Eric went on to have surgery for that torn labrum. He went through the typical protocol following surgery, including six months plus of rehab and regimen, working his way back to playing baseball again in late 2017. After returning to the game, Eric immediately went back to catching 3 or 4 days per week. He could throw just as hard as he previously did, so as any of us would think, he felt he was healed and was able to get back into those old habits. Returning to baseball and throwing hard like he used to worked for nearly two and a half seasons before McPherson ran into some pain in his right shoulder again. Following a game in May 2019, he felt the pain come back into his throwing shoulder and he knew he needed to return to the doctor for a consultation.
“I was really naïve,” McPherson told me. “I thought I could just get it looked at and if need be, get surgery again, work hard to fix it, and just come back and play again like I did before.”
Upon checking with his doctor, the diagnosis turned out to indicate that McPherson no longer had enough cartilage in his right shoulder to continue throwing with his right arm. His doctor told him he needed to stop throwing over the top or he would need shoulder replacement surgery in less than a year. The doctor also noted that he would at some point need shoulder replacement surgery and when he did, he would have to be done with baseball.
He teared up at the doctor’s office and his wife asked him, “Why on Earth are you choking up?” He replied, “I’ve played baseball since I was 5 years old. This guy just told me I can’t do it anymore. Why the heck do you think I’m cryin’?”
Going back to that moment when I remember him telling me he was done, I remember it like it was yesterday. He was one of my favorite players; one of my favorite guys on the team; our “Johnny Hustle,” and now he’s telling me that he’s hanging up his cleats? This cannot be real. He explained to me what the doctor had told him. Eric runs a business to support himself and his family. At that moment, it sounded like he was making the mature decision, but if you were there next to me looking at the broken pain in his face based on the realization that he had to quit the game he loved, you would have thought he had just told me he had cancer. To him, the pain was equally real.
I begged him to stay. I told him to come to games for the camaraderie. I asked him to just come and hit. Not good enough. When he was previously down, he came to a few games and helped us with the scorebook, but it killed him. It killed him to watch other guys on the field while he sat in the dugout doing the book. Many of us are just like him. We would rather walk away from the game than not play at all. It’s not that we just love the game of baseball, but if you’re also a competitive person, that is a hard pill to swallow. No more. It’s over. You are old. Whatever additional cliché or nickname you want to throw in there, it’s a painful reality when a man realizes he can no longer play.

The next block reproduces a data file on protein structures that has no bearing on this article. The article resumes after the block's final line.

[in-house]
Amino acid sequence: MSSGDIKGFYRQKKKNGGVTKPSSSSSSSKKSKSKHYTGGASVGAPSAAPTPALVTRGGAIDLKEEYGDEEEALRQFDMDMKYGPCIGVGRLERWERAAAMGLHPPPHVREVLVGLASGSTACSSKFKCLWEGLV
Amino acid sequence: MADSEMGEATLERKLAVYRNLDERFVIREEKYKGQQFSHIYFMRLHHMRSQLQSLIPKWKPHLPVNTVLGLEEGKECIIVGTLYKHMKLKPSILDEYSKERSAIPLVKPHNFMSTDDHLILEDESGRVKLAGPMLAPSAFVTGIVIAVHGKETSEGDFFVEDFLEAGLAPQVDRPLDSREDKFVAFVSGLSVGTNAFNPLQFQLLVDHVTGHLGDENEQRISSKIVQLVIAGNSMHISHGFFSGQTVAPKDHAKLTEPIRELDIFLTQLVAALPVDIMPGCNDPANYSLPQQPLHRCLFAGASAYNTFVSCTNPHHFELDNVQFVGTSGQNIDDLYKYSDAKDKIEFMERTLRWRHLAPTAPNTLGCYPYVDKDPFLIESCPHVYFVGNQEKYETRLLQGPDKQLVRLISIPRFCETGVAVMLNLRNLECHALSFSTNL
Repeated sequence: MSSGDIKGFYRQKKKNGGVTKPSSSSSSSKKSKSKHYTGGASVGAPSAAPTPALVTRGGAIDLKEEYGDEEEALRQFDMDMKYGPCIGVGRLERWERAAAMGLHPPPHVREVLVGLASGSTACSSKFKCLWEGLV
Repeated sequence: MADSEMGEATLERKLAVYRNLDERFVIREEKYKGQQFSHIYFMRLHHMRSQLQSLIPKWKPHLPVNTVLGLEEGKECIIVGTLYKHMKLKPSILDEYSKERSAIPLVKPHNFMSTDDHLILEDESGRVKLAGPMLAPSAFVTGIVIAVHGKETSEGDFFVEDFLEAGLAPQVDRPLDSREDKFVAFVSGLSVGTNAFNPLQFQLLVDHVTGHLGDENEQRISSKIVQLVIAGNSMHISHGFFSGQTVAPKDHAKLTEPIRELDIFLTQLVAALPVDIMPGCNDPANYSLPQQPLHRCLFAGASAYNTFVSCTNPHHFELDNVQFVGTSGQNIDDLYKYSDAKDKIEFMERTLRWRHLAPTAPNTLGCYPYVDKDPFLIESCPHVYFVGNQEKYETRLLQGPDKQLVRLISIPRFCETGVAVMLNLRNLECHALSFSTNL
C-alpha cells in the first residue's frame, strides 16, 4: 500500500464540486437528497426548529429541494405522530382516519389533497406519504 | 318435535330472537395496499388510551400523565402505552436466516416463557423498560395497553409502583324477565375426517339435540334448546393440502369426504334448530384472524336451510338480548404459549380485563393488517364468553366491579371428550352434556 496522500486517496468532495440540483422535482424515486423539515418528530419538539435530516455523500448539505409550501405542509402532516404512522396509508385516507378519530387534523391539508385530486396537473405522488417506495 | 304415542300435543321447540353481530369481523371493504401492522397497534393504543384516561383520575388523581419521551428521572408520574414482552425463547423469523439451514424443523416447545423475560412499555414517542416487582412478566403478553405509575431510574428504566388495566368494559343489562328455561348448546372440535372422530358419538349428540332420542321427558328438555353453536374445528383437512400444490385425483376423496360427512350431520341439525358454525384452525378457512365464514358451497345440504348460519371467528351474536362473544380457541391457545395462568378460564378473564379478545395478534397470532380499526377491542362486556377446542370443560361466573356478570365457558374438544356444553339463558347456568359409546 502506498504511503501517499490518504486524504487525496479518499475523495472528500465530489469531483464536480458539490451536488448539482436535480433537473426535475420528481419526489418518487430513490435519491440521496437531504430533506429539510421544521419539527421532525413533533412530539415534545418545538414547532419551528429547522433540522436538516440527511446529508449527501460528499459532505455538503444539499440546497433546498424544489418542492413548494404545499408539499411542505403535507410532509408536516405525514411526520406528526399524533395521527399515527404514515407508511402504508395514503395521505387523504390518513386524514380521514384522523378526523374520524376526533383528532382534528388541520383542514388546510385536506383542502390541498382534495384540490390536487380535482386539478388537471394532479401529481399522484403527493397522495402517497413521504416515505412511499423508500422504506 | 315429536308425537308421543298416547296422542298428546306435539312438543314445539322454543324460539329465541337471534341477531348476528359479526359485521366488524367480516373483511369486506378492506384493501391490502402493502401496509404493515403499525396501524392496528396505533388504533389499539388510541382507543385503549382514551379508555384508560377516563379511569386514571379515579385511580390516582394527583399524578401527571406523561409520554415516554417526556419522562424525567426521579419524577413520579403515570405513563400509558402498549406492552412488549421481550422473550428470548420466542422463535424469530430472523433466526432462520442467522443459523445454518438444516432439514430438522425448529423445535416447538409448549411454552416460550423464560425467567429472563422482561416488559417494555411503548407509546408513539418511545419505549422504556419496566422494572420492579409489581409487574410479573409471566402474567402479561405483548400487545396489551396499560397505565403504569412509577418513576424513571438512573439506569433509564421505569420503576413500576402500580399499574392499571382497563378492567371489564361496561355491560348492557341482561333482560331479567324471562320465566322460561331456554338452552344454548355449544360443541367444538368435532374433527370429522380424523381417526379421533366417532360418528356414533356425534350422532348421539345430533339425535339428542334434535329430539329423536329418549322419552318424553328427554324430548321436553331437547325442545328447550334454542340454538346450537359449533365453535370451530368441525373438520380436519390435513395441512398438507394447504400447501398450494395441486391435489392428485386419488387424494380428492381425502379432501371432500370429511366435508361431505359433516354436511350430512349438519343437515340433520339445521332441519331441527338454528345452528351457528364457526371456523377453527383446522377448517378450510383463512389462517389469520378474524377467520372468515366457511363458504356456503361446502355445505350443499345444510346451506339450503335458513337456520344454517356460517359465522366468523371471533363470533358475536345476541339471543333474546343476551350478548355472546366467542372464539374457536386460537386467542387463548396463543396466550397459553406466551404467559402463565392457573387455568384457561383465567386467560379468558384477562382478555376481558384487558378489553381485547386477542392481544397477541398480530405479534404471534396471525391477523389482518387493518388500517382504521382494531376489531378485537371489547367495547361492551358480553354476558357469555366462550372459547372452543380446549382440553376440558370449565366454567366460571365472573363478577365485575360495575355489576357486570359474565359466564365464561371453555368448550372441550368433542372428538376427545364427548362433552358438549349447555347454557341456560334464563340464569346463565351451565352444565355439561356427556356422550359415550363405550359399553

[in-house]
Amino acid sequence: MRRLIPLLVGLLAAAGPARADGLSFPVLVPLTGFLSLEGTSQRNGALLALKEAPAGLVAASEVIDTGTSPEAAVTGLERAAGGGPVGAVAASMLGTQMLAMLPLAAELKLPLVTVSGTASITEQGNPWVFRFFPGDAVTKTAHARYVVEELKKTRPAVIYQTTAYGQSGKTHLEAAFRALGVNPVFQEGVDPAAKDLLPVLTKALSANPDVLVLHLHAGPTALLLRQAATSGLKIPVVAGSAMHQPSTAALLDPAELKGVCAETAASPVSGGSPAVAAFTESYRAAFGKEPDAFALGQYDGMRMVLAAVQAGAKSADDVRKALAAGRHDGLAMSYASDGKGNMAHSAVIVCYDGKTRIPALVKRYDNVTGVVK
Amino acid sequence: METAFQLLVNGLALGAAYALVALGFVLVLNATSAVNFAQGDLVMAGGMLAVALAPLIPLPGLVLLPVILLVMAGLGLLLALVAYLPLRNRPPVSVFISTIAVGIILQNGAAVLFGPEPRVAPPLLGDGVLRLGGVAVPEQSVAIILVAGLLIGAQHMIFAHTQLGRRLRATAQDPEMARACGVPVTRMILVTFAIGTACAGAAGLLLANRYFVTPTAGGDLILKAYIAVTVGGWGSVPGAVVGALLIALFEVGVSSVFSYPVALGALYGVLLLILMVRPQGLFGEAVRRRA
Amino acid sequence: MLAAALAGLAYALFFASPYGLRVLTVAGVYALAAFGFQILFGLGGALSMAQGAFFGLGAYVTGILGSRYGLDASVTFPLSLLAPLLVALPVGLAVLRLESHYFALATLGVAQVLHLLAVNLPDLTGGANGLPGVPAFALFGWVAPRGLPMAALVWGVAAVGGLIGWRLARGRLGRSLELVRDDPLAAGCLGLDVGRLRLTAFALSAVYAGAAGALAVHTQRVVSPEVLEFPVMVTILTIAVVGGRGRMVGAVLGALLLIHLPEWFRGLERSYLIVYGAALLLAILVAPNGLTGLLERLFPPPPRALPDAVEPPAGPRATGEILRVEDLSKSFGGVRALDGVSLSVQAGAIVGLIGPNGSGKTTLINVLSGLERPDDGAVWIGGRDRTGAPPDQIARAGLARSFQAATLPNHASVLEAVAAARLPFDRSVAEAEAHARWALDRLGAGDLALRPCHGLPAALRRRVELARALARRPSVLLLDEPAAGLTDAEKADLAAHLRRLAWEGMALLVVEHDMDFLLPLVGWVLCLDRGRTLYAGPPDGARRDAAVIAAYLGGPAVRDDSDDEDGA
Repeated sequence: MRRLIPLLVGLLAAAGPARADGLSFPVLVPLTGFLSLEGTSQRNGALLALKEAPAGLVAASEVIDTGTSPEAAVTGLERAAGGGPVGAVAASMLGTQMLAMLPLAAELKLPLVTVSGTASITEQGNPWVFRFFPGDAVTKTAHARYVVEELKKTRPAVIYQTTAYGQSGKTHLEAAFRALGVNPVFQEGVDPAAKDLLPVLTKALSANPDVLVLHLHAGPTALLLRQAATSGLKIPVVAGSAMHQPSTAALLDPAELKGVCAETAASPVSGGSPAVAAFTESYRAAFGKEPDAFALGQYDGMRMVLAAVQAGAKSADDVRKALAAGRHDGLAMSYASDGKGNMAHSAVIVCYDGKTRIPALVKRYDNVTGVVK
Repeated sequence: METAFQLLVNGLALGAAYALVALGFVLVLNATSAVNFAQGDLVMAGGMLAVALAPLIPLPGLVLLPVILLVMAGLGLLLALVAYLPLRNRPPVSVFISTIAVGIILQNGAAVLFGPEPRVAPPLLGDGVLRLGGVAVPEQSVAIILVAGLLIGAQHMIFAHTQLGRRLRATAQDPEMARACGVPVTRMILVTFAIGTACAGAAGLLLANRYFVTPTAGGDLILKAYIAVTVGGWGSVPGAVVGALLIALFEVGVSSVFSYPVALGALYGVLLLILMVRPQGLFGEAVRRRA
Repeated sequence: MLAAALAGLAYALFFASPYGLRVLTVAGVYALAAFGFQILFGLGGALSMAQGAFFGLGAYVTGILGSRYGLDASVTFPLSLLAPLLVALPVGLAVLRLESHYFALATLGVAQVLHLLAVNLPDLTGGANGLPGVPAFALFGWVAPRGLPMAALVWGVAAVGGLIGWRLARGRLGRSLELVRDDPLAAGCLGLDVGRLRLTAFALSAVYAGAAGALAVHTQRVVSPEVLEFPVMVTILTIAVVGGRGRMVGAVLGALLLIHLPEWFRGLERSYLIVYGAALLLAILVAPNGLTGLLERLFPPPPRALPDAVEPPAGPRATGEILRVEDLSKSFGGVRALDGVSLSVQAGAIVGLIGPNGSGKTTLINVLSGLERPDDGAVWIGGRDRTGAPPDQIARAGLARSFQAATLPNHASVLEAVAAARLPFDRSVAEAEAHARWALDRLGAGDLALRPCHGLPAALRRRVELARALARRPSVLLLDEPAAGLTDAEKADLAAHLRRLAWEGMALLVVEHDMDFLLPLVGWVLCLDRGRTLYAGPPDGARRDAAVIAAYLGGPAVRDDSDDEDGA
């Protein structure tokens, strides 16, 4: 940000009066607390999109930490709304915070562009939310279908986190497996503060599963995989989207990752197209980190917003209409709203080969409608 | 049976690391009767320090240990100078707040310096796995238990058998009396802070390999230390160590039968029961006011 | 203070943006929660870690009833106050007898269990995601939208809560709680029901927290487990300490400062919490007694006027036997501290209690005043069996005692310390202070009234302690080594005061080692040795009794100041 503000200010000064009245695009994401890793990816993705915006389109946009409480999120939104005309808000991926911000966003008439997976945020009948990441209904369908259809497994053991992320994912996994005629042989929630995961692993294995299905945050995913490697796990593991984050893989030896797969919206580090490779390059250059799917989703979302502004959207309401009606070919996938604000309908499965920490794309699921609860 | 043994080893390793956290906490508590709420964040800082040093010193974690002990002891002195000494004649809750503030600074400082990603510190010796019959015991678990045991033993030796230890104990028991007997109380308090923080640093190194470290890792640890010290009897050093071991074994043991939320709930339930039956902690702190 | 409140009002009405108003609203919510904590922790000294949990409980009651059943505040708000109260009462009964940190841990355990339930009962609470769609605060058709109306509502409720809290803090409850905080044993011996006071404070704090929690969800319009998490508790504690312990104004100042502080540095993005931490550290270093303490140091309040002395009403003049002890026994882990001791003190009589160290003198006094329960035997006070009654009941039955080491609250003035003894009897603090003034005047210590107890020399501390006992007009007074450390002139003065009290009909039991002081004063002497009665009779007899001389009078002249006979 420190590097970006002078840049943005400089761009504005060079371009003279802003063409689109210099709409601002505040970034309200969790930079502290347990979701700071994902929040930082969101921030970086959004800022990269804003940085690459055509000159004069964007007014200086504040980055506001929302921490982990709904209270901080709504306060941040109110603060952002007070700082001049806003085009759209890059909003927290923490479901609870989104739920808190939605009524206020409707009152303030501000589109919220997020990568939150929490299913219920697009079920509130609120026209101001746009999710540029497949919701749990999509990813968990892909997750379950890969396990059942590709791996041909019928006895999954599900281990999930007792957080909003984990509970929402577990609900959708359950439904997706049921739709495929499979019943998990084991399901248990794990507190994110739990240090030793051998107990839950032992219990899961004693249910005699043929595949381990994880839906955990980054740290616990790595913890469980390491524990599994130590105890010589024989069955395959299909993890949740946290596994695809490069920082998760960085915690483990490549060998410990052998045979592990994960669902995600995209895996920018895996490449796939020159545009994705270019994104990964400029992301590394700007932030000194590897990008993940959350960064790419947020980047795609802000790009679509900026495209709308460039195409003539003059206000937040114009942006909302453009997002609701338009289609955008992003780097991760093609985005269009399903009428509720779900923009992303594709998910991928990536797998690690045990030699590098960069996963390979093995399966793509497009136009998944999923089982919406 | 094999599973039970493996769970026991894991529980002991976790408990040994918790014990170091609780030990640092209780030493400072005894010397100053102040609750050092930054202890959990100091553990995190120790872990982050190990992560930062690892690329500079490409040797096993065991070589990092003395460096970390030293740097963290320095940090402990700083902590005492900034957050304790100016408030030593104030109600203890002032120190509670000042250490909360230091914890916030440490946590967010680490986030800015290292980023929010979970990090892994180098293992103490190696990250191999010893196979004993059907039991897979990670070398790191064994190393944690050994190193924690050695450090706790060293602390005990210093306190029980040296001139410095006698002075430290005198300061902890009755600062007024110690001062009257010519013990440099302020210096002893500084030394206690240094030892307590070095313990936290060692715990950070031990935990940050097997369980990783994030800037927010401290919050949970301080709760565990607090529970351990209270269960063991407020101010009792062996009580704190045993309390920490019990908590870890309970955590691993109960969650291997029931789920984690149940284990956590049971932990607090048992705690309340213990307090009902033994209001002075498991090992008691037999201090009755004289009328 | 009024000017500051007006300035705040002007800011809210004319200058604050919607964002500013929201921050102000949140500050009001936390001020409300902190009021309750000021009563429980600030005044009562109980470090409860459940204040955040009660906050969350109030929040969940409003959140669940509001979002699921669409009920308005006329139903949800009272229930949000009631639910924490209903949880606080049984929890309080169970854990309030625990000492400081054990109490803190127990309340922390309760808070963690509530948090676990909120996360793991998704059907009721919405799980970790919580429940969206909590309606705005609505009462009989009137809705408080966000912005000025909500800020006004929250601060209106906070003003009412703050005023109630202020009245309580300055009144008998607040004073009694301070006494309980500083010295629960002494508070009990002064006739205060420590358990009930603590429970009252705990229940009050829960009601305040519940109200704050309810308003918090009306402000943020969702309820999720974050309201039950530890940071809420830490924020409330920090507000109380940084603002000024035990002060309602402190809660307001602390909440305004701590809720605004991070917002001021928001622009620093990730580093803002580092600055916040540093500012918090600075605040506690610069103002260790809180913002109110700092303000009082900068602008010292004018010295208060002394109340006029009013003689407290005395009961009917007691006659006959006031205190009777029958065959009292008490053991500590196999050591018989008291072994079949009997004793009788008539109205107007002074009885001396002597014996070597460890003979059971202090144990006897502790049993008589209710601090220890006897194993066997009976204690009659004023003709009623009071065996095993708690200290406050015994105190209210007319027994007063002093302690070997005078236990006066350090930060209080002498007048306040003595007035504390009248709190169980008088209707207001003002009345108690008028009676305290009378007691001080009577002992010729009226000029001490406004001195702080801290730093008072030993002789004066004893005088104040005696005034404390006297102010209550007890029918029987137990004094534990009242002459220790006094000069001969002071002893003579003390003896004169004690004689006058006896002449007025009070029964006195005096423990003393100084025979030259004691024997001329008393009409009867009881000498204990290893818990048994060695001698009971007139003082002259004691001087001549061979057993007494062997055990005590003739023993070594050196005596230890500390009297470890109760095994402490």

Eric brings more than just solid play to the dugout and onto the field. He may not be the loudest guy on our team but when he speaks, you hear him. You hear what he says. Most of the time it’s something funny that brightens the mood, good or bad. A snide remark to make you laugh, most of the time because you did something great. Otherwise, he’s taking a stab at you for doing something silly like popping up to the second baseman. “Boy, you hit the shit out of that one,” he’ll yell, getting you and the rest of the squad, the other team, the umpires, and the five fans at your game to laugh out loud.
When you make solid plays, he’s the guy that quietly walks up to you and lets you know. You can pretend you don’t want feedback or love for your good plays. My guys are older now, and some of those good plays are few and far between, and for others, never. So, when a guy walks past you and says, “Great hit,” or “That was a heck of a catch man, I’m tellin’ ya,” it feels good. Eric brings that to the Dallas Spirits Baseball Club outside of being an annual all-star and conversation piece for the best batting average on the team. If a guy like that tells you he is done playing, you hear it. You hear it loudly.
After his visit with the doctor, Eric thought to himself, “I’m not doing that. I am not quitting baseball.” Literally following the moment at the doctor where he was told not to throw again with his right arm, and on his drive back home he thought to himself, “I wonder if I can try throwing left-handed.” That very day when he returned to work, he grabbed some baseballs and started throwing them at one of the brick walls of his business, trying to make the throws with his left arm. He continued this for months. He didn’t tell me or any of our teammates. He wasn’t sure he could pull it off, but Eric continued to practice daily and charted the number of throws he made each time he practiced. After a few months, he thought to himself, “I may be able to actually do this.”